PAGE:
Being creative and out of the box and risk-taking and looking at best practices outside of your comfort zone all leads to social innovation. - Jennifer Mitchell
“Green Army service providers are non-profit organisations which have identified impactful projects which can successfully be completed by youth, generally a population with few technical skills, which in some ways mirrors the population served by HOPE,” says Mitchell.
Some of the other environmental social ventures HOPE is exploring in Australia include Revegetate, an emerging vertical garden business borne out of The Big Issue’s social enterprise university competition and the multi-award-winning and long-running waste management consultancy, Resource Recovery Australia, which is run by non-profit Great Lakes Community Resources Inc.
Mitchell says HOPE’s approach is achieving impressive job retention rates, largely due to its programs going well beyond interview techniques and resume preparation. The organisation uses motivational interviewing (empowering the client to decide what is best for them), long-term support beyond job placement, and innovative training programs, including a ‘work wellness’ and mindfulness curriculum and stress management techniques.
The organisation is also very employer-driven and pays close attention to labour market demand.
HOPE’s most recent cohorts achieved a rate of 72% in job placements and 91% in 90-day job retention. This puts it in the top 10 per cent of workforce development organisations, according to the 2014 Workforce Benchmarking Networking results, which measures outcomes in the sector. It is an incredible result, given some of its graduates have been drug addicts for decades or have spent years in jail, or both.
“We say repeatedly from day one that when you’re HOPE, you’re HOPE for life and we mean that. So our retention program is very structured in the first year. We’re working with people that have been out of work for years and years and they’re learning to adapt. It’s really an open door for everyone that graduates from HOPE. That long-term relationship is something that is very innovative,” says Mitchell.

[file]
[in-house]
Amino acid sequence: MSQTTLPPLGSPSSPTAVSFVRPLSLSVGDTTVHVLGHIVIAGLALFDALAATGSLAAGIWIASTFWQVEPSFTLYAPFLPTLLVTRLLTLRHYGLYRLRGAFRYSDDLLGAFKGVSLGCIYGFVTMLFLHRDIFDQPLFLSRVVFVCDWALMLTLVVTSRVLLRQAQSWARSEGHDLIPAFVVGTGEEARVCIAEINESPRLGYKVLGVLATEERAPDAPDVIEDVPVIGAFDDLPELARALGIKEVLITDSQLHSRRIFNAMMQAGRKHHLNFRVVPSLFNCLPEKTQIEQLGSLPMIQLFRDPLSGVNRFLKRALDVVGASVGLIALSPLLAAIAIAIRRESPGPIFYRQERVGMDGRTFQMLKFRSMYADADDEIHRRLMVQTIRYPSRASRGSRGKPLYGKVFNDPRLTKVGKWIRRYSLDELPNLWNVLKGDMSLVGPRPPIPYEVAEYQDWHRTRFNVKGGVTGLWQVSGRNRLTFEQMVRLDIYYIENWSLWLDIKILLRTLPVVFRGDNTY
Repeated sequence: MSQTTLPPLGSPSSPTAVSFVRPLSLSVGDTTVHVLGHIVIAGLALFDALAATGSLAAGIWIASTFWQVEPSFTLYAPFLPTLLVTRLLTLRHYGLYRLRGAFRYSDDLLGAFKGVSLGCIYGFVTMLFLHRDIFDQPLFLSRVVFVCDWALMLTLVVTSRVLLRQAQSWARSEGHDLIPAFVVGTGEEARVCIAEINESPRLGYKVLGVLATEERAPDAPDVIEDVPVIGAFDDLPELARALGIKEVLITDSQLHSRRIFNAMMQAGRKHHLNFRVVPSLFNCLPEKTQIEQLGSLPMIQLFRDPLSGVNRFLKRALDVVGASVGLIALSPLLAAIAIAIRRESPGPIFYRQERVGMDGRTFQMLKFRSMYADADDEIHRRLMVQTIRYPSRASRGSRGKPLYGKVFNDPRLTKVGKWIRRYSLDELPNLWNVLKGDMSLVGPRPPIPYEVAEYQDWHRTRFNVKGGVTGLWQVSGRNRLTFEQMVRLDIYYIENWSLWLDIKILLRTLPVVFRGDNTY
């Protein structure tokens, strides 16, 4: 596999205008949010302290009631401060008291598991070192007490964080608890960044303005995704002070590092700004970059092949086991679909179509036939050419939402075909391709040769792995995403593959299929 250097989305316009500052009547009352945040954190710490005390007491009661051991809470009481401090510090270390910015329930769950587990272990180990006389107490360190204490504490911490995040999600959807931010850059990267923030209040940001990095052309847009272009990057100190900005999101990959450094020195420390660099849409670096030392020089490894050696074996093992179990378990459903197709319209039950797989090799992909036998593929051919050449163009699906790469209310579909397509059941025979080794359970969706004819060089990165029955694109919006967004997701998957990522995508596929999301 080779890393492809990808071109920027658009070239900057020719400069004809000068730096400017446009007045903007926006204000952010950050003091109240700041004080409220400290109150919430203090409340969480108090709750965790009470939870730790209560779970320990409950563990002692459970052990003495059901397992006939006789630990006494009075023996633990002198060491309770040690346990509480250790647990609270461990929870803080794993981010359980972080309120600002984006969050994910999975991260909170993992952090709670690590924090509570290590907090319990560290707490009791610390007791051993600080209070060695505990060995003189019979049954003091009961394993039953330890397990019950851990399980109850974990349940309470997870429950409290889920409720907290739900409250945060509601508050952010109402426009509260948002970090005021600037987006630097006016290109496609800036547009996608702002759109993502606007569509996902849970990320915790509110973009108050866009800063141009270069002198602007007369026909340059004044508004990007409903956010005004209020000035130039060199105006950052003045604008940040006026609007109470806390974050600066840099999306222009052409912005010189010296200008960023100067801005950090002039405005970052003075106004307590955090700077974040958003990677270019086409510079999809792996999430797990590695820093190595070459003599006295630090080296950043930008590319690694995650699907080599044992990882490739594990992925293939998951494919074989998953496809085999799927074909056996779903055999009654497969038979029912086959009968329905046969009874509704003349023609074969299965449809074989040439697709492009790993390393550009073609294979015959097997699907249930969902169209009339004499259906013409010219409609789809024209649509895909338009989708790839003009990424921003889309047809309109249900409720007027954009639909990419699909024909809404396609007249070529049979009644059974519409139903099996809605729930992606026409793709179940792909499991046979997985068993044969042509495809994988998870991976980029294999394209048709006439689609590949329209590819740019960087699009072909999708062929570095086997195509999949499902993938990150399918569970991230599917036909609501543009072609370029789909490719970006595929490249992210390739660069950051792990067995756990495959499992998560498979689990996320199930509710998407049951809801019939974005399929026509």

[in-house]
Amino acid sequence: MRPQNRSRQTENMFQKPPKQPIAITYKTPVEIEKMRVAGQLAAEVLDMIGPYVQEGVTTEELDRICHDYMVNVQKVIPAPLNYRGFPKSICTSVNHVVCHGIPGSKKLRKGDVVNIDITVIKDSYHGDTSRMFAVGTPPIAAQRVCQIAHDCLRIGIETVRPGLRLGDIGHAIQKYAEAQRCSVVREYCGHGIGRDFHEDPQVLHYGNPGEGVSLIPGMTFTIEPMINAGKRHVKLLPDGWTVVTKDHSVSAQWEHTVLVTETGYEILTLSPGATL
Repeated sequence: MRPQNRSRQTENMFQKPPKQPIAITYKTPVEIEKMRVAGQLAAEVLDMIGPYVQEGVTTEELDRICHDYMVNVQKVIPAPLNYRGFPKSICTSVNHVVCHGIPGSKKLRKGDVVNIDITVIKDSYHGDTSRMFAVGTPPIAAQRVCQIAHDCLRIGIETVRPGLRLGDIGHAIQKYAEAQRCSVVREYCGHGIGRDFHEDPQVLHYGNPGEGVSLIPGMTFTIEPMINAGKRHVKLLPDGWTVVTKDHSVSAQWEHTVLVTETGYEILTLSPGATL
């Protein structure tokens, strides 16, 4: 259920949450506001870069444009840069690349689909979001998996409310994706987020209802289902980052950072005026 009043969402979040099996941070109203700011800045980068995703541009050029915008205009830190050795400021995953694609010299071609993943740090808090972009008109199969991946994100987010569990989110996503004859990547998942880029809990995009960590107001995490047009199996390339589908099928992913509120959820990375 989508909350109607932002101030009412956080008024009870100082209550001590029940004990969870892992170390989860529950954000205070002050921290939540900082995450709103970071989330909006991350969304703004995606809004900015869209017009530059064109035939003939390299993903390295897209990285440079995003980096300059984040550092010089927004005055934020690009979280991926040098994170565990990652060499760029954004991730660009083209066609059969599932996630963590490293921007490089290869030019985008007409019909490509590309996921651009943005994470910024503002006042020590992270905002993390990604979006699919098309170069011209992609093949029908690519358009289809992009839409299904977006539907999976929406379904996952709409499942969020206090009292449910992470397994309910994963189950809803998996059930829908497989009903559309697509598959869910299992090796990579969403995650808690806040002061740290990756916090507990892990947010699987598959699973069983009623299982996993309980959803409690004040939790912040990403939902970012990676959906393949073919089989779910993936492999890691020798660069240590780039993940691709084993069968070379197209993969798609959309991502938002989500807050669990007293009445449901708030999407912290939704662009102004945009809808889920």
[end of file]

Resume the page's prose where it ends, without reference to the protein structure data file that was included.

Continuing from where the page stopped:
Mitchell, who has been in workforce development for 17 years, says in order for non-profits to stay at the top of their game, they need a ‘change culture’, with staff who are adaptable, resilient and all in “the same boat and rowing in the same direction”.
“Being creative and out of the box and risk-taking and looking at best practices outside of your comfort zone all leads to social innovation,” says Mitchell.
“I think that so often in the business world, people are rewarded for innovation and I think in the non-profit world, people are not necessarily rewarded in that same way, so it really takes being open and ready for risk and open and ready for failure. It is important to stay focused on your goal of improving outcomes for whatever the social issue is that you are trying to tackle.
“I think there are so many of us in the non-profit field who are just trying to create cultures that provide the support and the guidance and the love that people need to maximise their potential.”
Image caption: Jennifer Mitchell, The HOPE Program Executive Director. Photographer: Alyssa Ringler.
This article is an excerpt from the Macquarie Group Foundation's book, Innovation big and small: How great ideas are strengthening our community, which was produced in 2015 in celebration of the Foundation's 30th anniversary.